Previously, I have only considered the very simple case where one person has a memory of having previously had a theistic religious experience (hereafter: TRE) of a generic sort–an experience in which it seemed (epistemically) to him/her that God was present. There were a couple of basic points made about probable inferences in contrast to necessary or deductive inferences, but there are even more interesting points of logic and probability ahead as we consider more complex and more realistic scenarios.

For most skeptics, we don’t have religous experiences, and if and when we do have something that might be called a religious experience, we are not inclined to believe that the experience was caused by God or by any sort of supernatural person or being. This might also be true for many Christians and Jews and Muslims. In any case, there is a significant portion of the population for whom the evidence of religious experience must be second-hand and based on the testimony of others.

Recall that Swinburne proposes a principle concerning testimony which is similar to his principles about experience and memory:

**TESTIMONY**

**…(in the absence of special considerations) the experiences of others are (probably) as they report them. (EOG, p.322) **

So for many of us, especially for us skeptics, doubters, and atheists, there is a longer chain of probable inferences requried to come to a conclusion about the existence of God. Furthermore, since testimony about TREs is not a constant feature of our experiences, once such a testimony is given and heard, the force of that testimony remains only by means of memories of having heard (or read) that testimony. Thus, for many people, and probably for most skeptics, there are number of steps of probable inferences in reasoning to a conclusion about the probability of God on the basis of an alleged TRE:

**1. It seems (epistemically) to me that I heard John testify last Sunday to having had a generic TRE when he was hiking in Yosemite last summer.**

**2. There are no special considerations casting doubt on my apparent memory about John testifying about having had a TRE.**

**3. If it seems to a subject that in the past he perceived something or did something, then (in the absence of special considerations), probably he did. [Swinburne’s principle concerning memory]**

**Therefore:**

**4. It is probably the case that John testified last Sunday to having had a generic TRE when he was hiking in Yosemite last summer.**

**5. There are no special considerations casting doubt on John’s honesty and integrity.**

**6. If someone testifies to having had a certain experience on a certain occasion in the past, and if there are no special considerations casting doubt on that person’s honesty and integrity, then it is probably the case that it seemed (epistemically) to that person during his/her testimony that he/she had that experience on that occasion in the past. [This is an additional principle in the spirit of Swinburne’s other principles]**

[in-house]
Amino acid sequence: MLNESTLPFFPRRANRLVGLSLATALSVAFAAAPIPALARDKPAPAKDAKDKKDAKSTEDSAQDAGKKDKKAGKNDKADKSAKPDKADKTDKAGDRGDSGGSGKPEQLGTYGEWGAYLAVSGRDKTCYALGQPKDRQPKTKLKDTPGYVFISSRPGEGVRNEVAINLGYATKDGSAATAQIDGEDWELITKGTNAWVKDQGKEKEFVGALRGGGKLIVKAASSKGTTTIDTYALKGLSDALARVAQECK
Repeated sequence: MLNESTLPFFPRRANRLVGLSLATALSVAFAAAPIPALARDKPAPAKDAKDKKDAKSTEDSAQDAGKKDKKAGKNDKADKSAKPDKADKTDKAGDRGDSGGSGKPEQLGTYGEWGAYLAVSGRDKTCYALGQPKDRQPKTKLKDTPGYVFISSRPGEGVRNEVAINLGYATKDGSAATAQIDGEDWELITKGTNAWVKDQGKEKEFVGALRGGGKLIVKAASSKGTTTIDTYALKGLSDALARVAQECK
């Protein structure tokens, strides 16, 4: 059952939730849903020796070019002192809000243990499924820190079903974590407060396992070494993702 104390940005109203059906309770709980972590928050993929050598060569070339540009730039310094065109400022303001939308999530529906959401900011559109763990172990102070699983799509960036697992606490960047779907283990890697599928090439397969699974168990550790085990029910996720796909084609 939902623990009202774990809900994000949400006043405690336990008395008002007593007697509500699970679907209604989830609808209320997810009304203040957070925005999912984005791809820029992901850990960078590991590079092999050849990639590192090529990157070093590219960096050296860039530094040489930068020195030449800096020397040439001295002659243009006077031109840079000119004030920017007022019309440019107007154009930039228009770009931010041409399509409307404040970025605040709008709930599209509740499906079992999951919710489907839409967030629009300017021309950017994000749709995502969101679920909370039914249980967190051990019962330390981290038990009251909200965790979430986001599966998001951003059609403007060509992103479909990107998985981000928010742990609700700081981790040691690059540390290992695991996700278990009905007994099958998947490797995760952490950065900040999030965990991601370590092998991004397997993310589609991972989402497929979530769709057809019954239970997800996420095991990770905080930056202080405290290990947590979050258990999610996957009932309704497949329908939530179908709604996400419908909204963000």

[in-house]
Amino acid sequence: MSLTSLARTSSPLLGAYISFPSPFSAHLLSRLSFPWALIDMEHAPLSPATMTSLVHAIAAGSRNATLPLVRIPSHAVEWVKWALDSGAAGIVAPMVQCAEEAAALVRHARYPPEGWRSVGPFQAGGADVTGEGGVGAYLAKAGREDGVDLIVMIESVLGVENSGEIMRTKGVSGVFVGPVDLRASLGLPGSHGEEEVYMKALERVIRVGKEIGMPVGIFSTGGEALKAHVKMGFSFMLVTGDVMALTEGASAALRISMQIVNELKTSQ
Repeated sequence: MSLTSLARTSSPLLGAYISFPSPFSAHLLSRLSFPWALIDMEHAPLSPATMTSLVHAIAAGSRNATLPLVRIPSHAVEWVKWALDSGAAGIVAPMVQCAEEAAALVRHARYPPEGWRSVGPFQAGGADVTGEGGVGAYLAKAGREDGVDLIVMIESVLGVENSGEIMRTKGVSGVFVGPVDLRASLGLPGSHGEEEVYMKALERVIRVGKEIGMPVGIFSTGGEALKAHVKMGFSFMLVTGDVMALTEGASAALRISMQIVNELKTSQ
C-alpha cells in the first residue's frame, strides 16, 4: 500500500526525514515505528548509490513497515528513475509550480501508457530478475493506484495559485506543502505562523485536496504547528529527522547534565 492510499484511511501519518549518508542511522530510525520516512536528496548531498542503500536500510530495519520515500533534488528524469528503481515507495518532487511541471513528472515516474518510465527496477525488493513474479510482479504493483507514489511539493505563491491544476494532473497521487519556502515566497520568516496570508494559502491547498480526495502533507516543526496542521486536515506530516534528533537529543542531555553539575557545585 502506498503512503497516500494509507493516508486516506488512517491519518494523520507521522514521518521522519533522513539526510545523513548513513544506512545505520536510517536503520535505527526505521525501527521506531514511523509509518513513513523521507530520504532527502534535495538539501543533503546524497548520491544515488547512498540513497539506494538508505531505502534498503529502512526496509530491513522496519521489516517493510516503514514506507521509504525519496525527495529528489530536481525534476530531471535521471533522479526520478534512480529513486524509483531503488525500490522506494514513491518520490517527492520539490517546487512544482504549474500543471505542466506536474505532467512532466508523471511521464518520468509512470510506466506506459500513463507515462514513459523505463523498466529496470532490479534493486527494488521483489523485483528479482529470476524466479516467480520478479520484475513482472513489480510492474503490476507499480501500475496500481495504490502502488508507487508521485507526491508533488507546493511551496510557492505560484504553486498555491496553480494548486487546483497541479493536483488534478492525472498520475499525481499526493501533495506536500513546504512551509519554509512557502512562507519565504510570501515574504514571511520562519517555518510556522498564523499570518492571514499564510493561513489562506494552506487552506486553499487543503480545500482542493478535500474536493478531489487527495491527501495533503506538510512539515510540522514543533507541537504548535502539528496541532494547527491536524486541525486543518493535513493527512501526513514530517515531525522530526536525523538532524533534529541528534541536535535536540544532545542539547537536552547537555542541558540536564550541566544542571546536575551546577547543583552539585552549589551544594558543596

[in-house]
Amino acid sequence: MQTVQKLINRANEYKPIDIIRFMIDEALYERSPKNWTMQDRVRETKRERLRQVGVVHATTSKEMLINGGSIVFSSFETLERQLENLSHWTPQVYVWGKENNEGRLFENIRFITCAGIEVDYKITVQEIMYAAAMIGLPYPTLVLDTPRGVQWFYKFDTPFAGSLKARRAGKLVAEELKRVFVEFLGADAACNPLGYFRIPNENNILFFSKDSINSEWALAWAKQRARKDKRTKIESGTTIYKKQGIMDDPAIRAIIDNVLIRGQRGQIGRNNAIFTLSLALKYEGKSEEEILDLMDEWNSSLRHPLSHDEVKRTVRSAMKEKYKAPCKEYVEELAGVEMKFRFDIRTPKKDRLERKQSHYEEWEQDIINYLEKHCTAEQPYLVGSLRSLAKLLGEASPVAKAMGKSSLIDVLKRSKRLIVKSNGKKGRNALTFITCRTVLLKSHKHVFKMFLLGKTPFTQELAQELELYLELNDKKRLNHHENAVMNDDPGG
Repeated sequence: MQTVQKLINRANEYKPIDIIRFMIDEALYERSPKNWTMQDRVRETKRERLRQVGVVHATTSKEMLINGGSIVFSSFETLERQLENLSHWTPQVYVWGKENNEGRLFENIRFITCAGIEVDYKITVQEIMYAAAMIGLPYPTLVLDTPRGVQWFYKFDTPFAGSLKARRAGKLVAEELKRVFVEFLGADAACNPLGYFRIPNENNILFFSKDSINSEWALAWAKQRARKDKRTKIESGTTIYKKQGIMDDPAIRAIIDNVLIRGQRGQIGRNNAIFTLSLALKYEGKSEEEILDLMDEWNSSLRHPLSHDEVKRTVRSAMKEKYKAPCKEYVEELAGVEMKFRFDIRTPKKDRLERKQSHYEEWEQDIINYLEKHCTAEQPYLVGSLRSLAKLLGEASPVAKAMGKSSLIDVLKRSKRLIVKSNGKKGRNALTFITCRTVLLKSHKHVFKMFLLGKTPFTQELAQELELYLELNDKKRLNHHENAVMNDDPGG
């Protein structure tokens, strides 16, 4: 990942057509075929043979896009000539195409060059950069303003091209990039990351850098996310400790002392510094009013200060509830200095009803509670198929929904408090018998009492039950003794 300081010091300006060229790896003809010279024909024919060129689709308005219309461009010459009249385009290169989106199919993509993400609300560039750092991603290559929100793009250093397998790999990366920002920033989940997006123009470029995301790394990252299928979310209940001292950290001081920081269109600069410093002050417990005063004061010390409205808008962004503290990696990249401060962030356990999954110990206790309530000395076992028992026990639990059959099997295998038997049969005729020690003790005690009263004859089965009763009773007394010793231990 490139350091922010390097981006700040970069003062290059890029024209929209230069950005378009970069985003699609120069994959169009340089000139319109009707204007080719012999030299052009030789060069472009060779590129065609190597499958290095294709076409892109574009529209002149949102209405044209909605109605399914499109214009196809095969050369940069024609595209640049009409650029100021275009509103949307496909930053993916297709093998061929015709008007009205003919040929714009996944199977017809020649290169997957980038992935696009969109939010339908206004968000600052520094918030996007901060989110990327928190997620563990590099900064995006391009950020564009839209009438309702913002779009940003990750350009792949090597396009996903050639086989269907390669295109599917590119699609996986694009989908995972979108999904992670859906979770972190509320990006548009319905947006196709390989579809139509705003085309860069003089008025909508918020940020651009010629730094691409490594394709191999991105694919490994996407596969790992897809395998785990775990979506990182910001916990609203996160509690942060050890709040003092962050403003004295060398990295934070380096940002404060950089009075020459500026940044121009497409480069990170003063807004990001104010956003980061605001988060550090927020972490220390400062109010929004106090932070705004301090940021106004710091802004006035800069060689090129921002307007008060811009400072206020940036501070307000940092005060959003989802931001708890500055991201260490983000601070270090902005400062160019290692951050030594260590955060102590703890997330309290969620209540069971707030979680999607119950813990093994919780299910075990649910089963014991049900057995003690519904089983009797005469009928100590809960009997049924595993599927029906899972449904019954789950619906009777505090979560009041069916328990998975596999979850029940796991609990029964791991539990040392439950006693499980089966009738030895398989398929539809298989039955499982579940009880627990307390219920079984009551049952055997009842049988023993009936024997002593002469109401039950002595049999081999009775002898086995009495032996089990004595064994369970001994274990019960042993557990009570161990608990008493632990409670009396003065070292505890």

**Therefore:**

**7. It is somewhat probable (it is probable that it is probable) that at the time John was giving his testimony it seemed (epistemically) to John that he had had a generic TRE when he was hiking in Yosemite last summer.**

**8. There are no special considerations casting doubt on the veridicality or reliability of John’s apparent memory about a religious experience while he was hiking in Yosemite last summer.**

**9.** **If it seems to a subject that in the past he perceived something or did something, then (in the absence of special considerations), probably he did. [Swinburne’s principle concerning memory]**

**Therefore:**

**10. It is probable that it is probable that it is probable that John had a generic TRE when he was hiking in Yosemite last summer.**

**11. There are no special considerations casting doubt on the veridicality or reliability of this generic TRE had by John.**

**12. In the absence of special considerations casting doubt on the veridicality or reliabilty of the experience, if it seems (epistemically) to a subject that x is present (and has some characteristic), then probably x is present (and has that characteristic). [Swinburne’s principle of experience]**

**Therefore:**

**13. It is probable that it is probable that it is probable that it is probable that God was present with John during his generic TRE when he was hiking in Yosemite last summer.**

Because a chain consisting of a number of probable inferences is required to get from that actual data (my apparent memory of John giving testimony) to the conclusion (about God being present with John during a religious experience), the probability is somewhat diminished. Suppose that we interpret “probable” to mean having a probability of about .6. In that case the chain of four probable inferences requires that we multiply this probability four times:

**.6 x .6 x .6 x .6**

**= .36 x .36**

**= .1296**

If we round this to a single significant figure, then the probability of God’s existence, based on this specific evidence and Swinburne’s principles, would be: .1 or one chance in ten. Not a very impressive conclusion.